Robert Coles (1929-) is one of Americas great moral visionaries, who spent most of his life probing different issues about the importance of morality in therapeutic situations. The long-time Harvard University professor, author of 60 books, and child psychiatrist has authored The Call of Stories: Teaching and the Moral Imagination, which tackled the power of narrative storytelling and established literary techniques to teach that doctor-patient relationship is best approached in a non-academic and personable way (Coles, 1989).
In the first chapter of Coles book, which he titled Stories and Theories, the prolific author had told of his experiences and early influences (e.g., his mentor Dr. Alfred O. Ludvig) as a young psychiatrist coming to grips with the urgent need to jettison his symptomological method to patients. In his part-documentary, part-biographical first chapter, Coles was preoccupied by making a convincing case that if we want a fuller understanding of ourselves and the experiences of others, narrative storytelling in the form of personal narratives and the established literary tradition must be employed liberally. Coles criticized how too much psychiatry has been based on a very elitist slant that only the psychotherapist can discern the true narrative of the patients illness or sickness, while the patient evades the truth. In contrast, he suggested on what therapists should do instead, which is to convey or evoke the thoughts and feelings of their patients. He accounted his method to the notion that each individual must come to terms with their circumstances and overcome the same.
The whole chapter is unlike many books about psychology or the field of mental health practice because of the way it was written. Primarily, his approach to writing it neither allow for sweeping generalizations nor point to a clear characterization of his position, albeit suggesting that this book extend the illness narrative model of Artur Kleinman and Don Seeman. For the two anthropologists, argued that it is not sufficient to rely on cultural knowledge to predict or describe the outcomes of medical and policy interventions in the lives of patients and communities (Kleinman, 1988; Witeska-Mlynarczyk, 2012).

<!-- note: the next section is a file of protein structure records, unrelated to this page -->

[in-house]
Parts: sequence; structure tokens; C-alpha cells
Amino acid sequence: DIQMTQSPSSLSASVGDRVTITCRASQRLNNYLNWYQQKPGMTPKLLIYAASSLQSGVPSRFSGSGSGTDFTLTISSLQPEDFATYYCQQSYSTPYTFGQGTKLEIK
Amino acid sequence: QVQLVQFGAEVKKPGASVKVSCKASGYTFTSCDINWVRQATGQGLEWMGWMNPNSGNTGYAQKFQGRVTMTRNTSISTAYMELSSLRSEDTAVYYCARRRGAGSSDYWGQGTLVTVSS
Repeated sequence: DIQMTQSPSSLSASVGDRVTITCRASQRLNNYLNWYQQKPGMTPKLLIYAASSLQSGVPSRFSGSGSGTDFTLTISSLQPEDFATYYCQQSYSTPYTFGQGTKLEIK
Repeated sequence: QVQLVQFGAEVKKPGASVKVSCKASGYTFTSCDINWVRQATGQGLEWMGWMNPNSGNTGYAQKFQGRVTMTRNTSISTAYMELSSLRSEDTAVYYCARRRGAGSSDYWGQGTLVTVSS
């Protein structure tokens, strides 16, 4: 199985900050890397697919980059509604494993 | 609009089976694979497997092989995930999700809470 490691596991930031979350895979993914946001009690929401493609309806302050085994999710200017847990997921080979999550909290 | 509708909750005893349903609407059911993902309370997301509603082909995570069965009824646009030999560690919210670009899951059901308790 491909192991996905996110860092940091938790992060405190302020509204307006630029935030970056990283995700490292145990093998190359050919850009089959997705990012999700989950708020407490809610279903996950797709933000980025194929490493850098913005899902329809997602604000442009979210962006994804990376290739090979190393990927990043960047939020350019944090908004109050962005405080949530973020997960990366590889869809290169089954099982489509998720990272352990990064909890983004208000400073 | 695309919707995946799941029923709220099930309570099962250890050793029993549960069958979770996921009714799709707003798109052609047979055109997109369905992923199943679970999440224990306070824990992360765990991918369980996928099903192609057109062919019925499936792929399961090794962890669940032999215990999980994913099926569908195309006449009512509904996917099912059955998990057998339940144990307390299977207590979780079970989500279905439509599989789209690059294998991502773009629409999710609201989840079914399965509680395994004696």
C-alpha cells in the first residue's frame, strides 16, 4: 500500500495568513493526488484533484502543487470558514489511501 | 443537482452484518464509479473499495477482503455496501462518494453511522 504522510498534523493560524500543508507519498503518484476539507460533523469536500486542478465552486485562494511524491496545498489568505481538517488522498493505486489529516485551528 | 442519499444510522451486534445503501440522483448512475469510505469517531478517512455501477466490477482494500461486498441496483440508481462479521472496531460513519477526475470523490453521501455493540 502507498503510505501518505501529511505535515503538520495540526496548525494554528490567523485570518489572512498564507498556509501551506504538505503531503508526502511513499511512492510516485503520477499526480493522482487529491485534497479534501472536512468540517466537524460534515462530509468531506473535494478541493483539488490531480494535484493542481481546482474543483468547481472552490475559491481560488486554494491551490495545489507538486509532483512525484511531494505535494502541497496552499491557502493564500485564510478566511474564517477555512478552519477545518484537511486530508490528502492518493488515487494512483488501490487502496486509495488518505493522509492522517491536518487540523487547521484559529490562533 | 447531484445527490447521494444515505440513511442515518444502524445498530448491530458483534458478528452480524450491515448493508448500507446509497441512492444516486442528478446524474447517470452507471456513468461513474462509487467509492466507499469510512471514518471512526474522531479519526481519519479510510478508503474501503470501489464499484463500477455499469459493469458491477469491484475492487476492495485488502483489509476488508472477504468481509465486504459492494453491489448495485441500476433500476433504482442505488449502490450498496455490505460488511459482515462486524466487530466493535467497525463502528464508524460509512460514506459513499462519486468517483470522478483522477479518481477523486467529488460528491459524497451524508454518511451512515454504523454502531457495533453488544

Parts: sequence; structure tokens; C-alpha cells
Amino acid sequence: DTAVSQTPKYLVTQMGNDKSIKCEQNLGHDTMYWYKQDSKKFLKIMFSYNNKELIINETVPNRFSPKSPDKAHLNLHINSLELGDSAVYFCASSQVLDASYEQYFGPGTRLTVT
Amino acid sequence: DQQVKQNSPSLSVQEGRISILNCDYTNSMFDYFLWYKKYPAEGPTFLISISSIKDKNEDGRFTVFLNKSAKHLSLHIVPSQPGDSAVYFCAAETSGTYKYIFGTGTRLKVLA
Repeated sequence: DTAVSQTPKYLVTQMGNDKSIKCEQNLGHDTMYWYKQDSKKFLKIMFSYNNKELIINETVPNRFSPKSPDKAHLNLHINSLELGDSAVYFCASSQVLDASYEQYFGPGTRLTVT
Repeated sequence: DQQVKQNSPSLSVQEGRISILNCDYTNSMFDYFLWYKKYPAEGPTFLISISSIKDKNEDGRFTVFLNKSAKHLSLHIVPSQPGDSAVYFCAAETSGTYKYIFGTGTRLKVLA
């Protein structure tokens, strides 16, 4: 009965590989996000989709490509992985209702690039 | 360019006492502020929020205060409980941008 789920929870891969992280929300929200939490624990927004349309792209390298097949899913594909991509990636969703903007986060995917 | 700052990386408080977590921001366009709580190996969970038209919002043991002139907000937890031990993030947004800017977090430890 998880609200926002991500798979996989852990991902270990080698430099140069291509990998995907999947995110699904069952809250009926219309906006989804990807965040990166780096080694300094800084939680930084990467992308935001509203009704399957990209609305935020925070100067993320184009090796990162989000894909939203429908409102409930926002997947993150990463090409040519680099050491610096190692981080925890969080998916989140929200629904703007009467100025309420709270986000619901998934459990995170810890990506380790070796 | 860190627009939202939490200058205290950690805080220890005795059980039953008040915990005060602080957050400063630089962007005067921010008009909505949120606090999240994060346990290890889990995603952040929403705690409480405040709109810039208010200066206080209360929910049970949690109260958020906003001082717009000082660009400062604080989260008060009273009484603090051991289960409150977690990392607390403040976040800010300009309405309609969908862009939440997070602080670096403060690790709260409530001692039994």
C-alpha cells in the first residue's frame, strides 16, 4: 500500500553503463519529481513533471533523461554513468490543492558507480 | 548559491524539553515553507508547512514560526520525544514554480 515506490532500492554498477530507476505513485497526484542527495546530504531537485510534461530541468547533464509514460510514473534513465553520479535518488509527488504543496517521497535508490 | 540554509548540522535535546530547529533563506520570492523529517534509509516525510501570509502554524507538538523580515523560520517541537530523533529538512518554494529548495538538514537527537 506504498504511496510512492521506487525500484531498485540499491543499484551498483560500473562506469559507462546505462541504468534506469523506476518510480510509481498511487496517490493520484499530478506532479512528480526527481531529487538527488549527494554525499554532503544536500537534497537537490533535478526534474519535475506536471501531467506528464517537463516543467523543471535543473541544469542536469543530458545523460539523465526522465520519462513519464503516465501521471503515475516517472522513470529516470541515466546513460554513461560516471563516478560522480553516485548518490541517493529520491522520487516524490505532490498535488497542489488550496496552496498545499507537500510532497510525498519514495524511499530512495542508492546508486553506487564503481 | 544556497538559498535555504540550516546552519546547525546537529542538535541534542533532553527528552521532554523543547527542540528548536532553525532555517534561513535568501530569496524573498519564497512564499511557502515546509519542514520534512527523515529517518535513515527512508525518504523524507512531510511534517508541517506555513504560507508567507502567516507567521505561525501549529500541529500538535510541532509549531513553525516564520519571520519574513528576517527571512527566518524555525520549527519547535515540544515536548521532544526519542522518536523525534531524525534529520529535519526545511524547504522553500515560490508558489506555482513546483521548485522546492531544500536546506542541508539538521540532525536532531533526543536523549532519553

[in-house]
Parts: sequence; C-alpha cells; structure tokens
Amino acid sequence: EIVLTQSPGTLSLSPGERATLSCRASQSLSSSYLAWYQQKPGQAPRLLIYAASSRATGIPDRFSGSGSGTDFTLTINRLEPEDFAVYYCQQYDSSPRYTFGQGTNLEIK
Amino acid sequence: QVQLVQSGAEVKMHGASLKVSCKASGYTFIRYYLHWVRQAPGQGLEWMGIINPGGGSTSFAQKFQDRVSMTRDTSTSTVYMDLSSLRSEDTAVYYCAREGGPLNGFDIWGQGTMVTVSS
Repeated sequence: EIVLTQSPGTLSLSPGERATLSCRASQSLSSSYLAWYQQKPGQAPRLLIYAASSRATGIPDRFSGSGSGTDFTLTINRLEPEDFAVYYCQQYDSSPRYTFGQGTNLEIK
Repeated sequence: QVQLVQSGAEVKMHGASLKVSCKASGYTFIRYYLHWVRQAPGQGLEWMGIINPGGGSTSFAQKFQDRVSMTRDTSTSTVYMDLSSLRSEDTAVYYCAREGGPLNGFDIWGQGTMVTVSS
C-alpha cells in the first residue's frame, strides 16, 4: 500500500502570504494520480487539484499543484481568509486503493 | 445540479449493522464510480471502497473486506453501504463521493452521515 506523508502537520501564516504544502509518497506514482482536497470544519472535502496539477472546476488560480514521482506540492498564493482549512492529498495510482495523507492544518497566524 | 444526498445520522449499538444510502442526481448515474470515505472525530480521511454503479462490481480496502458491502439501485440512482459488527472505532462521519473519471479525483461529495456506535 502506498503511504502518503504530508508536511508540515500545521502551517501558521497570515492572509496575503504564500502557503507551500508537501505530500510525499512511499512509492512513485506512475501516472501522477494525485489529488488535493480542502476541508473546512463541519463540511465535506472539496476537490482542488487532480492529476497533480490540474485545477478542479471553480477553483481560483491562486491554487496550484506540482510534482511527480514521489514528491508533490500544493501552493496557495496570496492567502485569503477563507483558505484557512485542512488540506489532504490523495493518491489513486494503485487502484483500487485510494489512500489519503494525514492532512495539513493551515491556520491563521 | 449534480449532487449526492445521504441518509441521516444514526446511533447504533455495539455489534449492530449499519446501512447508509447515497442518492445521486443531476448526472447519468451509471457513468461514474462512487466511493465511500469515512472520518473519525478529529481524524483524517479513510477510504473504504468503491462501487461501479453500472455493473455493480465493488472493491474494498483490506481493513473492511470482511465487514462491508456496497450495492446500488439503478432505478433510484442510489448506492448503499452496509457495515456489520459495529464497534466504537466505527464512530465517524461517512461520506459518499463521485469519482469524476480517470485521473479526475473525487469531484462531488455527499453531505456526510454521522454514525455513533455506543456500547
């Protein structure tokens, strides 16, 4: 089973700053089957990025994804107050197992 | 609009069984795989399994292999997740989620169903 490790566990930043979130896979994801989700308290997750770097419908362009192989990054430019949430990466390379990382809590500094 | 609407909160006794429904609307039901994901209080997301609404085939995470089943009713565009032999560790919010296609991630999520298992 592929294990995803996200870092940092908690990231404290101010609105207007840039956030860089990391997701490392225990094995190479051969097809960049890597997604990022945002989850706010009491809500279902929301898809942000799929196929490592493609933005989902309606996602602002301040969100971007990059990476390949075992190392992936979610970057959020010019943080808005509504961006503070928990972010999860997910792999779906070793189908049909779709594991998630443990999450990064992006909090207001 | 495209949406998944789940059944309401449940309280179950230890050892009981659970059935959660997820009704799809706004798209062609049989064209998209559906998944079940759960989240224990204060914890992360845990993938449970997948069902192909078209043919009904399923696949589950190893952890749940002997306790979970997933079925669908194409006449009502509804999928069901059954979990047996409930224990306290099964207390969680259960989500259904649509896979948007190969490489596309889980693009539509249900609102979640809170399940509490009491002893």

In illness narratives, microcultural views play a vital role in showing up the difference between ones self and others views of health, illness and suffering. This is because illness narratives help negotiate the authority of experience versus the authority of expertise (Mazurek, 2015). In the process, narratives become not only become an alternative guides to institutionalized and professional sources of help, they also become sources of knowledge for providers of support for the ill. When individuals describe the experienced illness or trauma, such help define the meaning of the critical event and help rebuild what has been lost in the individuals biographical continuity. Through the process, the individual is able to cope in a better way with suffering and anxiety. But as an extension of illness narrative, the stories told are stored as memories that other patients and their relatives can use to learn about people suffering from similar or same diseases, their means of coping, the different stages of treatment, and more of the likes (Coles 1988). In a microlevel, through reading the stories, learning and understanding of the patients case may solve relationship gaps between the doctor and the patient. The macro-level effect of pulling off the narrative voices of patients is transformational, and could lead to massive social changes when flaws in systems were laid bare.
Coles, Robert. (1989). The Call of Stories: Teaching and the Moral Imagination. Boston:
Houghton Mifflin Co. Retrieved from http://www.udel.edu/educ/whitson/897s05/files/Hirsch/ColesStories-.pdfKleinman, Arthur. (1988). The Illness Narratives: Suffering, Healing, and the Human
Condition. New York: Basic Books Inc. Retrieved from http://www.scribd.com/doc/120753325/The-illness-narratives-Suffering-healing-and-the-human-condition#scribdMazuerk, Emilia. (2015). Illness Narratives Between Personal Experience, Medical
Discourse, and Cultural Practice. Retrieved from http://hrcak.srce.hr/file/208048Witeska-Mlynarczyk, Anna. (2012). Why and how to include anthropological perspective
into multidisciplinary research in the Polish health system. Annals of Agricultural and Environmental Medicine. vol. 19, no. 3. Retrieved from http://www.ncbi.nlm.nih.gov/pubmed/23020046
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